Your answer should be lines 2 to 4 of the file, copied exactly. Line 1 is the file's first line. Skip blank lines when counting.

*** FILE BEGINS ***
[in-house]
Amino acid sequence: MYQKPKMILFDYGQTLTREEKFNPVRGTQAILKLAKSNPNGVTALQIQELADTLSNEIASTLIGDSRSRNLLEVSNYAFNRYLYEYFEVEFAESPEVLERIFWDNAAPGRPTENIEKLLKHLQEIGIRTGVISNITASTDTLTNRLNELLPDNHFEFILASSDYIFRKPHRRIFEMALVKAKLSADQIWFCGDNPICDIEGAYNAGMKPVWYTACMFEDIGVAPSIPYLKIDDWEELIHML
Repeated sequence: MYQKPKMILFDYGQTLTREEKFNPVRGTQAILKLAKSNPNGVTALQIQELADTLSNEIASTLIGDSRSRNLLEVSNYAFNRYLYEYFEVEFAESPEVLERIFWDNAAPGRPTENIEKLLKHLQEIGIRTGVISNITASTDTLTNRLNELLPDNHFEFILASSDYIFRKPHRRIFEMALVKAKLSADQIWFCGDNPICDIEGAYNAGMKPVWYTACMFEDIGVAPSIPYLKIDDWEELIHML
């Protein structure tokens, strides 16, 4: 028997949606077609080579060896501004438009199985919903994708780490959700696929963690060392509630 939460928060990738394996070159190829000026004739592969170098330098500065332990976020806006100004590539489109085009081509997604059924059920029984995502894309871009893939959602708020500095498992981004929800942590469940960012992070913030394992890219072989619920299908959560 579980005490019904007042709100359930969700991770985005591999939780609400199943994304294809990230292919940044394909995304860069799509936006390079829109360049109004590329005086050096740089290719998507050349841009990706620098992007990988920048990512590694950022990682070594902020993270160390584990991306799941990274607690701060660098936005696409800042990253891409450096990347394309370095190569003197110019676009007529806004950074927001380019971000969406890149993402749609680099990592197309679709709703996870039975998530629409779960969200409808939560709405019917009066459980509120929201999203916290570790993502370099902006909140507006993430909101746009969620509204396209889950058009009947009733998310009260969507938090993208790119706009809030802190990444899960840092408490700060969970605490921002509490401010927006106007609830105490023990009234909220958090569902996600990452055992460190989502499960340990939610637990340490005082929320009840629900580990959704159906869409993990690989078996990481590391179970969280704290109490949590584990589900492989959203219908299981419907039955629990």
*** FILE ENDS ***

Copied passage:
Amino acid sequence: MYQKPKMILFDYGQTLTREEKFNPVRGTQAILKLAKSNPNGVTALQIQELADTLSNEIASTLIGDSRSRNLLEVSNYAFNRYLYEYFEVEFAESPEVLERIFWDNAAPGRPTENIEKLLKHLQEIGIRTGVISNITASTDTLTNRLNELLPDNHFEFILASSDYIFRKPHRRIFEMALVKAKLSADQIWFCGDNPICDIEGAYNAGMKPVWYTACMFEDIGVAPSIPYLKIDDWEELIHML
Repeated sequence: MYQKPKMILFDYGQTLTREEKFNPVRGTQAILKLAKSNPNGVTALQIQELADTLSNEIASTLIGDSRSRNLLEVSNYAFNRYLYEYFEVEFAESPEVLERIFWDNAAPGRPTENIEKLLKHLQEIGIRTGVISNITASTDTLTNRLNELLPDNHFEFILASSDYIFRKPHRRIFEMALVKAKLSADQIWFCGDNPICDIEGAYNAGMKPVWYTACMFEDIGVAPSIPYLKIDDWEELIHML
């Protein structure tokens, strides 16, 4: 028997949606077609080579060896501004438009199985919903994708780490959700696929963690060392509630 939460928060990738394996070159190829000026004739592969170098330098500065332990976020806006100004590539489109085009081509997604059924059920029984995502894309871009893939959602708020500095498992981004929800942590469940960012992070913030394992890219072989619920299908959560 579980005490019904007042709100359930969700991770985005591999939780609400199943994304294809990230292919940044394909995304860069799509936006390079829109360049109004590329005086050096740089290719998507050349841009990706620098992007990988920048990512590694950022990682070594902020993270160390584990991306799941990274607690701060660098936005696409800042990253891409450096990347394309370095190569003197110019676009007529806004950074927001380019971000969406890149993402749609680099990592197309679709709703996870039975998530629409779960969200409808939560709405019917009066459980509120929201999203916290570790993502370099902006909140507006993430909101746009969620509204396209889950058009009947009733998310009260969507938090993208790119706009809030802190990444899960840092408490700060969970605490921002509490401010927006106007609830105490023990009234909220958090569902996600990452055992460190989502499960340990939610637990340490005082929320009840629900580990959704159906869409993990690989078996990481590391179970969280704290109490949590584990589900492989959203219908299981419907039955629990």